You can find nearly anything on the internet. From thermometers, to epoxy coatings, to fence contractors, all the way to cricket breeders. And that's what we specialize in; breeding crickets.
Our cricket operations has been in business longer than many of us can remember. And before we even had the opportunity to sell crickets through the world wide web, we were slinging crickets through local flea markets and offering them to pet stores.
But there's a reason we don't do that any more. And it's because we're able to provide better service and crickets through the mail.
But how can you ship crickets through the mail?
I know what you're thinking; live crickets and the post office? It instantly sounds like the worst relationship since the dawn of mankind. But believe it or not, as long as you provide the crickets with a satisfactory temporary environment, and as long as you adhere to the Post Office's requests, the two opposing forces are actually a well made unity.
Firstly, you'll need to make sure the crickets can survive the transit. This means that you need to offer them enough food for a 2-4 day cycle. Crickets food doesn't typically require much. They can eat some grain or potatoes. So we like to toss in a few potato slices. This is where they get their carbs and water.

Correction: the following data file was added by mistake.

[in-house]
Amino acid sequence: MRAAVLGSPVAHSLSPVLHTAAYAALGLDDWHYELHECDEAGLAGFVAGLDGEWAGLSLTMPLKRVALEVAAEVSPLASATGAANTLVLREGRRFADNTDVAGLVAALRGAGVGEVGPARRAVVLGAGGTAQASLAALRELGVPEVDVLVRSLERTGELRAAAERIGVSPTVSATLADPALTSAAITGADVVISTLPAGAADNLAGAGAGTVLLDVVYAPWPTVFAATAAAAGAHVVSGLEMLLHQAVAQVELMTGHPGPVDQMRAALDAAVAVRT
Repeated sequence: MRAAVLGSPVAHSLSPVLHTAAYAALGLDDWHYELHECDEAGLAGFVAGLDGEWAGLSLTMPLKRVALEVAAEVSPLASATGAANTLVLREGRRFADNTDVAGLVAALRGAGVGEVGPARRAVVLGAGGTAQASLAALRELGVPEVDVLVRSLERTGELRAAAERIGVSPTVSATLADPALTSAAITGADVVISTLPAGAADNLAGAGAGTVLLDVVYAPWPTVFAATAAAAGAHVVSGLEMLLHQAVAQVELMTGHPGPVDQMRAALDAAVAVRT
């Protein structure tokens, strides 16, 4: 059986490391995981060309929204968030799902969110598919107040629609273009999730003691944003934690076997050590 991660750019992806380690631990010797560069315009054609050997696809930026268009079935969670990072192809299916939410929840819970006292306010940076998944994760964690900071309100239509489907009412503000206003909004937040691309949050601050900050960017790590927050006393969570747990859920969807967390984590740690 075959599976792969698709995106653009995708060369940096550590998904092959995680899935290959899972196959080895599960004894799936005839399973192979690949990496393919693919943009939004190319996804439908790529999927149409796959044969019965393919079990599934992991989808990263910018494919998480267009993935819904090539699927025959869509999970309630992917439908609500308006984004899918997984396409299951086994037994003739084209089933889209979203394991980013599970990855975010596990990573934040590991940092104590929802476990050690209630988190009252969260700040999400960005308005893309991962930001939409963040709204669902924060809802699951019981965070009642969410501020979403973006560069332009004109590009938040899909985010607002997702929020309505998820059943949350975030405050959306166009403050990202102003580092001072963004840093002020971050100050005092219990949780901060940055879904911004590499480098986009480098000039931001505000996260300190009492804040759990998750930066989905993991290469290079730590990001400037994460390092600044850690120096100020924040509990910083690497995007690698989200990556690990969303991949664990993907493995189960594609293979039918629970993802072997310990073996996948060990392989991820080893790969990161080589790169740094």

But in addition to the nutritional needs, they need proper air flow. When a single cricket perishes, there's practically no odor for a human to detect. But when a 500 batch of crickets perishes, then there's a pretty haneous odor. And that odor has been known to upset a few customers and postal carriers.
So to help prevent this situation, we use screened boxes. These screened boxes allow excellent air flow through the box. This air flow not only helps protect the cricket from over heating, it allows the air to continuously cycle through their box. Providing them with fresh air.
But now that the crickets are happy, it's time to please the grumpy postal carriers. And the most common way to appease them is to properly label the box. A box containing live animals needs to say "Perishable: Live Product."
As long as it says this, then you'll pass their first inspection. The 2nd test is to make sure the crickets are shipped with USPS Priority mail. And this is a big deal. You're not allowed to send the live animals through the economy carrier. Because that increases the cricket's chances of dying during the transit. And the post office knows this. Which is why they demand the Priority mail service for the live products.
But that is why we no longer sell crickets from a physical store. We make sure the crickets are given the proper handling and care, to ensure that they survive the transit. And we work closely with the post office to ensure that the crickets are handled properly, with the proper care that they'll require, so that they arrive to the customer in a safe condition.